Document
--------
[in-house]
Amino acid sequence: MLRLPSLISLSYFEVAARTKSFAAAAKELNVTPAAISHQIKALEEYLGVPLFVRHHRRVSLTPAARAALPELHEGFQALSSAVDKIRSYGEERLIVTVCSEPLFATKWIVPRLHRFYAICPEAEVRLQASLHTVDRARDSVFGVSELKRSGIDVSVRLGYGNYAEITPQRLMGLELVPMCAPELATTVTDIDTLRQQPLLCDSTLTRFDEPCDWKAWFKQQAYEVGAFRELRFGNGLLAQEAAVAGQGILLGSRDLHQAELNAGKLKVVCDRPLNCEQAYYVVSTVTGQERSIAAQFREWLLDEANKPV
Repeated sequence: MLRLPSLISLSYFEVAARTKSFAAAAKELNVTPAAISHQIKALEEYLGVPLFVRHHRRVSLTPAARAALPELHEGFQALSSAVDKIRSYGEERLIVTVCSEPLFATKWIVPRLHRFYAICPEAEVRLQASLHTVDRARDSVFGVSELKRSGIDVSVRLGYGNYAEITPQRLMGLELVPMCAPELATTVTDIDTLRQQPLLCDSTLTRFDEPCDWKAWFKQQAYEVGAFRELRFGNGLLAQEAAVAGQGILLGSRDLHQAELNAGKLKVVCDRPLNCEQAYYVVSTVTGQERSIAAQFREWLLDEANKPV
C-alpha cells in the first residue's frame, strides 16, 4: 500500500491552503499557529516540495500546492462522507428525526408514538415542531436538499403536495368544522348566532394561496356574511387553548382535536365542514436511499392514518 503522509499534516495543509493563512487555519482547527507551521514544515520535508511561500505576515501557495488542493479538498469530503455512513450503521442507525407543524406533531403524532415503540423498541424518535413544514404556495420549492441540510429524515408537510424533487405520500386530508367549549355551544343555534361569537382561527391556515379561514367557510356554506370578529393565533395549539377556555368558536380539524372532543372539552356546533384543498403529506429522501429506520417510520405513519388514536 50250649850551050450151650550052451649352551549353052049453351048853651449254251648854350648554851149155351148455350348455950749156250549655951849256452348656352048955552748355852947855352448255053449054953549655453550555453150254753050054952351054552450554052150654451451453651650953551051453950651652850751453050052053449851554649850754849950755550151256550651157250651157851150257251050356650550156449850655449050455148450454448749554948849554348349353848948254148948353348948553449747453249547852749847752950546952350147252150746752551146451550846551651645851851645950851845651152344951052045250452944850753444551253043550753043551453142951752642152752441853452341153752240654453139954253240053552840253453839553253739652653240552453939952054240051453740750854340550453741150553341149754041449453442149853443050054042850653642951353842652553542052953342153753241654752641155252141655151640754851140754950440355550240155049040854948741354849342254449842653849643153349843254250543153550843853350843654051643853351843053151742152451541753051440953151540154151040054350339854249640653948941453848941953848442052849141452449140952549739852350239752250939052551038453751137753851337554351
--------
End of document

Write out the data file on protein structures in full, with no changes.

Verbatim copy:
[in-house]
Amino acid sequence: MLRLPSLISLSYFEVAARTKSFAAAAKELNVTPAAISHQIKALEEYLGVPLFVRHHRRVSLTPAARAALPELHEGFQALSSAVDKIRSYGEERLIVTVCSEPLFATKWIVPRLHRFYAICPEAEVRLQASLHTVDRARDSVFGVSELKRSGIDVSVRLGYGNYAEITPQRLMGLELVPMCAPELATTVTDIDTLRQQPLLCDSTLTRFDEPCDWKAWFKQQAYEVGAFRELRFGNGLLAQEAAVAGQGILLGSRDLHQAELNAGKLKVVCDRPLNCEQAYYVVSTVTGQERSIAAQFREWLLDEANKPV
Repeated sequence: MLRLPSLISLSYFEVAARTKSFAAAAKELNVTPAAISHQIKALEEYLGVPLFVRHHRRVSLTPAARAALPELHEGFQALSSAVDKIRSYGEERLIVTVCSEPLFATKWIVPRLHRFYAICPEAEVRLQASLHTVDRARDSVFGVSELKRSGIDVSVRLGYGNYAEITPQRLMGLELVPMCAPELATTVTDIDTLRQQPLLCDSTLTRFDEPCDWKAWFKQQAYEVGAFRELRFGNGLLAQEAAVAGQGILLGSRDLHQAELNAGKLKVVCDRPLNCEQAYYVVSTVTGQERSIAAQFREWLLDEANKPV
C-alpha cells in the first residue's frame, strides 16, 4: 500500500491552503499557529516540495500546492462522507428525526408514538415542531436538499403536495368544522348566532394561496356574511387553548382535536365542514436511499392514518 503522509499534516495543509493563512487555519482547527507551521514544515520535508511561500505576515501557495488542493479538498469530503455512513450503521442507525407543524406533531403524532415503540423498541424518535413544514404556495420549492441540510429524515408537510424533487405520500386530508367549549355551544343555534361569537382561527391556515379561514367557510356554506370578529393565533395549539377556555368558536380539524372532543372539552356546533384543498403529506429522501429506520417510520405513519388514536 50250649850551050450151650550052451649352551549353052049453351048853651449254251648854350648554851149155351148455350348455950749156250549655951849256452348656352048955552748355852947855352448255053449054953549655453550555453150254753050054952351054552450554052150654451451453651650953551051453950651652850751453050052053449851554649850754849950755550151256550651157250651157851150257251050356650550156449850655449050455148450454448749554948849554348349353848948254148948353348948553449747453249547852749847752950546952350147252150746752551146451550846551651645851851645950851845651152344951052045250452944850753444551253043550753043551453142951752642152752441853452341153752240654453139954253240053552840253453839553253739652653240552453939952054240051453740750854340550453741150553341149754041449453442149853443050054042850653642951353842652553542052953342153753241654752641155252141655151640754851140754950440355550240155049040854948741354849342254449842653849643153349843254250543153550843853350843654051643853351843053151742152451541753051440953151540154151040054350339854249640653948941453848941953848442052849141452449140952549739852350239752250939052551038453751137753851337554351